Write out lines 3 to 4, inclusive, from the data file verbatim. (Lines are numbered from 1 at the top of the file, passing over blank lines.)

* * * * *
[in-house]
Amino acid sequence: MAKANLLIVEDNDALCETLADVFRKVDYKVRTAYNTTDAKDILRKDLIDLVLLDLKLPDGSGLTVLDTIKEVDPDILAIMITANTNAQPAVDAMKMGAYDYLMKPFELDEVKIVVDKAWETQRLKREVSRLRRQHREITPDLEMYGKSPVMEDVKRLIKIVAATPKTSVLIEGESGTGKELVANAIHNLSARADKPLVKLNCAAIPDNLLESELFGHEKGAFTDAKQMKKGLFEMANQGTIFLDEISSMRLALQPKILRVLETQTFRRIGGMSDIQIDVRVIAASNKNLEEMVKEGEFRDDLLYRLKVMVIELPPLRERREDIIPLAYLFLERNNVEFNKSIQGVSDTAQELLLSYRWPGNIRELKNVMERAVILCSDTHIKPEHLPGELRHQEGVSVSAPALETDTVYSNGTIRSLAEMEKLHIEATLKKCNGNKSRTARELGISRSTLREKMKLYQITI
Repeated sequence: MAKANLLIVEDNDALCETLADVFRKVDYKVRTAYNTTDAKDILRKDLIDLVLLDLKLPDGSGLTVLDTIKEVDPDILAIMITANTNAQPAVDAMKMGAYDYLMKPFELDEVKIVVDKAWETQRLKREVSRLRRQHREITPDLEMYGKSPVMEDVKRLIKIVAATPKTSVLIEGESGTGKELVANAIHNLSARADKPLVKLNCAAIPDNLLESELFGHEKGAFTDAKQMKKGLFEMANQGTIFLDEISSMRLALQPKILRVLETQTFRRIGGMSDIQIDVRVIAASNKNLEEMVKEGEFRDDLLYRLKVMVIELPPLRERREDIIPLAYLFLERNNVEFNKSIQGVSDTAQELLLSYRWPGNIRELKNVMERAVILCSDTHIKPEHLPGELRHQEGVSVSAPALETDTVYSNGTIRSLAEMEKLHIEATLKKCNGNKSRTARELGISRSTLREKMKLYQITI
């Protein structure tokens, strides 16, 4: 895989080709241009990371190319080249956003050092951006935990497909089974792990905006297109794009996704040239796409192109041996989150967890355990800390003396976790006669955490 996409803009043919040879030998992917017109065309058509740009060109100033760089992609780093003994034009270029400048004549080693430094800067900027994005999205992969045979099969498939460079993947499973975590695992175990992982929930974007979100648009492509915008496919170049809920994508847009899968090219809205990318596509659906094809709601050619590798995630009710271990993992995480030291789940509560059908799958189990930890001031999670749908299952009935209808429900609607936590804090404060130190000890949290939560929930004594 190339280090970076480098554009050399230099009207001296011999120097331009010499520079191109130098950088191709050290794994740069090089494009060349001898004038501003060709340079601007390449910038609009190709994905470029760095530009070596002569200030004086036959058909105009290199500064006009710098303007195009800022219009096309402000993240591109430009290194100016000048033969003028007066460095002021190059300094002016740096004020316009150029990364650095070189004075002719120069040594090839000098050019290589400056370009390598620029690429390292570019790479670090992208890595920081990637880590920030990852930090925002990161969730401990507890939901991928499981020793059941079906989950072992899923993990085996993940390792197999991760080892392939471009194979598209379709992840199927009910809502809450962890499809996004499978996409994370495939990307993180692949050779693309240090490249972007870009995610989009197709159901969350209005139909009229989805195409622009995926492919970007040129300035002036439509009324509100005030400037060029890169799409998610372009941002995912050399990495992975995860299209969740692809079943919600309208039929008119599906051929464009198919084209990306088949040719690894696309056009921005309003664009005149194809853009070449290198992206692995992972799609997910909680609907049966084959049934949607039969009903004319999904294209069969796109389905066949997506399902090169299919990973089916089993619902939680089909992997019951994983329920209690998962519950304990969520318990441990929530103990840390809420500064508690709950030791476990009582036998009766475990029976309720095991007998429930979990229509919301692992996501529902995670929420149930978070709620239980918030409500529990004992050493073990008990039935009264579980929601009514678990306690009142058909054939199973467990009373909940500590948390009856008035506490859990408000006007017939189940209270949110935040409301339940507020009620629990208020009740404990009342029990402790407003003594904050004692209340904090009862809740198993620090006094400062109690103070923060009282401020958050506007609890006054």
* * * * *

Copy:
Repeated sequence: MAKANLLIVEDNDALCETLADVFRKVDYKVRTAYNTTDAKDILRKDLIDLVLLDLKLPDGSGLTVLDTIKEVDPDILAIMITANTNAQPAVDAMKMGAYDYLMKPFELDEVKIVVDKAWETQRLKREVSRLRRQHREITPDLEMYGKSPVMEDVKRLIKIVAATPKTSVLIEGESGTGKELVANAIHNLSARADKPLVKLNCAAIPDNLLESELFGHEKGAFTDAKQMKKGLFEMANQGTIFLDEISSMRLALQPKILRVLETQTFRRIGGMSDIQIDVRVIAASNKNLEEMVKEGEFRDDLLYRLKVMVIELPPLRERREDIIPLAYLFLERNNVEFNKSIQGVSDTAQELLLSYRWPGNIRELKNVMERAVILCSDTHIKPEHLPGELRHQEGVSVSAPALETDTVYSNGTIRSLAEMEKLHIEATLKKCNGNKSRTARELGISRSTLREKMKLYQITI
């Protein structure tokens, strides 16, 4: 895989080709241009990371190319080249956003050092951006935990497909089974792990905006297109794009996704040239796409192109041996989150967890355990800390003396976790006669955490 996409803009043919040879030998992917017109065309058509740009060109100033760089992609780093003994034009270029400048004549080693430094800067900027994005999205992969045979099969498939460079993947499973975590695992175990992982929930974007979100648009492509915008496919170049809920994508847009899968090219809205990318596509659906094809709601050619590798995630009710271990993992995480030291789940509560059908799958189990930890001031999670749908299952009935209808429900609607936590804090404060130190000890949290939560929930004594 190339280090970076480098554009050399230099009207001296011999120097331009010499520079191109130098950088191709050290794994740069090089494009060349001898004038501003060709340079601007390449910038609009190709994905470029760095530009070596002569200030004086036959058909105009290199500064006009710098303007195009800022219009096309402000993240591109430009290194100016000048033969003028007066460095002021190059300094002016740096004020316009150029990364650095070189004075002719120069040594090839000098050019290589400056370009390598620029690429390292570019790479670090992208890595920081990637880590920030990852930090925002990161969730401990507890939901991928499981020793059941079906989950072992899923993990085996993940390792197999991760080892392939471009194979598209379709992840199927009910809502809450962890499809996004499978996409994370495939990307993180692949050779693309240090490249972007870009995610989009197709159901969350209005139909009229989805195409622009995926492919970007040129300035002036439509009324509100005030400037060029890169799409998610372009941002995912050399990495992975995860299209969740692809079943919600309208039929008119599906051929464009198919084209990306088949040719690894696309056009921005309003664009005149194809853009070449290198992206692995992972799609997910909680609907049966084959049934949607039969009903004319999904294209069969796109389905066949997506399902090169299919990973089916089993619902939680089909992997019951994983329920209690998962519950304990969520318990441990929530103990840390809420500064508690709950030791476990009582036998009766475990029976309720095991007998429930979990229509919301692992996501529902995670929420149930978070709620239980918030409500529990004992050493073990008990039935009264579980929601009514678990306690009142058909054939199973467990009373909940500590948390009856008035506490859990408000006007017939189940209270949110935040409301339940507020009620629990208020009740404990009342029990402790407003003594904050004692209340904090009862809740198993620090006094400062109690103070923060009282401020958050506007609890006054």